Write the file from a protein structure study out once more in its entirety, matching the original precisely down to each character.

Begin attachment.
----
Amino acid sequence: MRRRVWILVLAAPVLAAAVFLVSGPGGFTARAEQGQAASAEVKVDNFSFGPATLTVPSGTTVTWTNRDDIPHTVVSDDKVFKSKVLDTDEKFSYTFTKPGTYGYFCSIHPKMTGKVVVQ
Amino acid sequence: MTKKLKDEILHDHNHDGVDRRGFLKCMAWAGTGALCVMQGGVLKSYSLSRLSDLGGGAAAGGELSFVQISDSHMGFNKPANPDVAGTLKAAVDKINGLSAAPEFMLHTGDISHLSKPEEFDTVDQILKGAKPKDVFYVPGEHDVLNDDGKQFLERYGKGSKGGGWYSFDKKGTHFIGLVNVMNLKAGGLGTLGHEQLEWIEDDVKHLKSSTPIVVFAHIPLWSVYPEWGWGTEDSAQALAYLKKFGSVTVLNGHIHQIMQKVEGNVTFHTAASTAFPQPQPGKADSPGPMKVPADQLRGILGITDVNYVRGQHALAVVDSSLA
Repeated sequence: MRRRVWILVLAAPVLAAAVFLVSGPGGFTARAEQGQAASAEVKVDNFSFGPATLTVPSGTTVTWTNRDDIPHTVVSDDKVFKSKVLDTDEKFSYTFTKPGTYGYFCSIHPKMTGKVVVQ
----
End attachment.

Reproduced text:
Amino acid sequence: MRRRVWILVLAAPVLAAAVFLVSGPGGFTARAEQGQAASAEVKVDNFSFGPATLTVPSGTTVTWTNRDDIPHTVVSDDKVFKSKVLDTDEKFSYTFTKPGTYGYFCSIHPKMTGKVVVQ
Amino acid sequence: MTKKLKDEILHDHNHDGVDRRGFLKCMAWAGTGALCVMQGGVLKSYSLSRLSDLGGGAAAGGELSFVQISDSHMGFNKPANPDVAGTLKAAVDKINGLSAAPEFMLHTGDISHLSKPEEFDTVDQILKGAKPKDVFYVPGEHDVLNDDGKQFLERYGKGSKGGGWYSFDKKGTHFIGLVNVMNLKAGGLGTLGHEQLEWIEDDVKHLKSSTPIVVFAHIPLWSVYPEWGWGTEDSAQALAYLKKFGSVTVLNGHIHQIMQKVEGNVTFHTAASTAFPQPQPGKADSPGPMKVPADQLRGILGITDVNYVRGQHALAVVDSSLA
Repeated sequence: MRRRVWILVLAAPVLAAAVFLVSGPGGFTARAEQGQAASAEVKVDNFSFGPATLTVPSGTTVTWTNRDDIPHTVVSDDKVFKSKVLDTDEKFSYTFTKPGTYGYFCSIHPKMTGKVVVQ